The first step in a propensity score analysis is to check how similar the treatment and control groups are at baseline, before using propensity score methods. There are two measures that are commonly used to describe the degree of similarity between treatment groups: overlap and balance.
- Overlap is the range of values of a variable that the treatment and control groups have in common.
- Overlap can also be thought of as the range of values of a variable where the probability of being in the treatment group is greater than 0 but less than 1.
- We already know that overlap is an important assumption of causal inference!
- Balance describes how similar the treatment and control groups are with respect to the entire distribution of each of the other variables.
Balance is expressed as a statistic that summarizes the entire distribution of a variable. Two statistics are commonly used to measure balance.
- Standardized mean difference (SMD). The SMD of a variable in a sample is defined as the difference in the average value of the variable between groups divided by the standard deviation of the variable in both groups.
- Variance ratio. The variance ratio of a variable in a sample is the variance of the variable in one treatment group divided by the variance of the variable in the other treatment group.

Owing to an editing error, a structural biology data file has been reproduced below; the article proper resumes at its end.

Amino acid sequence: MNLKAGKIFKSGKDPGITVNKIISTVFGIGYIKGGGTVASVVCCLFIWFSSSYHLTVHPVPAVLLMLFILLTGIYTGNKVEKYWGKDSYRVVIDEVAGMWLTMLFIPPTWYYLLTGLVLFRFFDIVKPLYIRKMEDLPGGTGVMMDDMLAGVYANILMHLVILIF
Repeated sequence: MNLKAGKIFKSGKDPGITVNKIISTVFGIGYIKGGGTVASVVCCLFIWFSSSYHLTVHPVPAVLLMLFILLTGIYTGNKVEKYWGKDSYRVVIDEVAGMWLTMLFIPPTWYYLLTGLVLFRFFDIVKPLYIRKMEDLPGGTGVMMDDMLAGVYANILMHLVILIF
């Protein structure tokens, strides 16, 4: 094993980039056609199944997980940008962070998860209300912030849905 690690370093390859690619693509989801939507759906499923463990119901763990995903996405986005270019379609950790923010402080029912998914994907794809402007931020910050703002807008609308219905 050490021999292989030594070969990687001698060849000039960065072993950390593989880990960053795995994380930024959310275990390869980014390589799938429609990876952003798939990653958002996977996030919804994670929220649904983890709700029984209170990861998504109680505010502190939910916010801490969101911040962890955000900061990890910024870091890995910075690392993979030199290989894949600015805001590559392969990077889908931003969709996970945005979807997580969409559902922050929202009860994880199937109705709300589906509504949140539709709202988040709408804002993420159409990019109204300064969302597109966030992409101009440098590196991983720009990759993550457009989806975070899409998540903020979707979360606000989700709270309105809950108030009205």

So how is “good” or “bad” balance defined?
- An SMD close to zero indicates good balance. This means the average value (and thus the center of the distribution) of the variable is similar between the treatment and control groups.
- A variance ratio close to one is another indicator of good balance. This means that the variability, or spread, of the variable is the same in both groups.
The interactive visualization to the right illustrates how the overlap and balance of a variable are related to the characteristics of a variable’s distribution. Adjust the means and standard deviations of the distributions to see how their shapes change. Then note how the adjustments cause the distributions to cover more or less of one another.
- Try making the mean 40 for both distributions. How do you think having the same mean affects the SMD value?
- Keeping both means at 40, try making one standard deviation 2 and the other 10. The standard deviation is the square root of the variance. How do you think changes in the standard deviation will impact the variance ratio?